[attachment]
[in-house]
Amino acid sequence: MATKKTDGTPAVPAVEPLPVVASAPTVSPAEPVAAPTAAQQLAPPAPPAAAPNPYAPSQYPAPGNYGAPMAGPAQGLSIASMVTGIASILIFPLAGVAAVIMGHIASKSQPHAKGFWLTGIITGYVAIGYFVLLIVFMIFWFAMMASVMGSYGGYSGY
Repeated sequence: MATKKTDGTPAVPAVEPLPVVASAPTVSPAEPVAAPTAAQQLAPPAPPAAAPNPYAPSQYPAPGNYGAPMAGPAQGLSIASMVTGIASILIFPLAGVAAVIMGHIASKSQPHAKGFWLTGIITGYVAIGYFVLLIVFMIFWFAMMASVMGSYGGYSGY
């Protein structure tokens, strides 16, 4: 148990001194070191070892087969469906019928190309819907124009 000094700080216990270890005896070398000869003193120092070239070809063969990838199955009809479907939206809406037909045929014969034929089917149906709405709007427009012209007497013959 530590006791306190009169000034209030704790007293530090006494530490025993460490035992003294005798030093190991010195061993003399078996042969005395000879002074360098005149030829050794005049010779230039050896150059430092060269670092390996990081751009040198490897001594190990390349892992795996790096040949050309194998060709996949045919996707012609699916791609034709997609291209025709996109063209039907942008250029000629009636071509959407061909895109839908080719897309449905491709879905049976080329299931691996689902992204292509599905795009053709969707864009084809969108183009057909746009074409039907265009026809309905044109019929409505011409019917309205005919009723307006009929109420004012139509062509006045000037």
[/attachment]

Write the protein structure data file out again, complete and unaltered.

[in-house]
Amino acid sequence: MATKKTDGTPAVPAVEPLPVVASAPTVSPAEPVAAPTAAQQLAPPAPPAAAPNPYAPSQYPAPGNYGAPMAGPAQGLSIASMVTGIASILIFPLAGVAAVIMGHIASKSQPHAKGFWLTGIITGYVAIGYFVLLIVFMIFWFAMMASVMGSYGGYSGY
Repeated sequence: MATKKTDGTPAVPAVEPLPVVASAPTVSPAEPVAAPTAAQQLAPPAPPAAAPNPYAPSQYPAPGNYGAPMAGPAQGLSIASMVTGIASILIFPLAGVAAVIMGHIASKSQPHAKGFWLTGIITGYVAIGYFVLLIVFMIFWFAMMASVMGSYGGYSGY
């Protein structure tokens, strides 16, 4: 148990001194070191070892087969469906019928190309819907124009 000094700080216990270890005896070398000869003193120092070239070809063969990838199955009809479907939206809406037909045929014969034929089917149906709405709007427009012209007497013959 530590006791306190009169000034209030704790007293530090006494530490025993460490035992003294005798030093190991010195061993003399078996042969005395000879002074360098005149030829050794005049010779230039050896150059430092060269670092390996990081751009040198490897001594190990390349892992795996790096040949050309194998060709996949045919996707012609699916791609034709997609291209025709996109063209039907942008250029000629009636071509959407061909895109839908080719897309449905491709879905049976080329299931691996689902992204292509599905795009053709969707864009084809969108183009057909746009074409039907265009026809309905044109019929409505011409019917309205005919009723307006009929109420004012139509062509006045000037």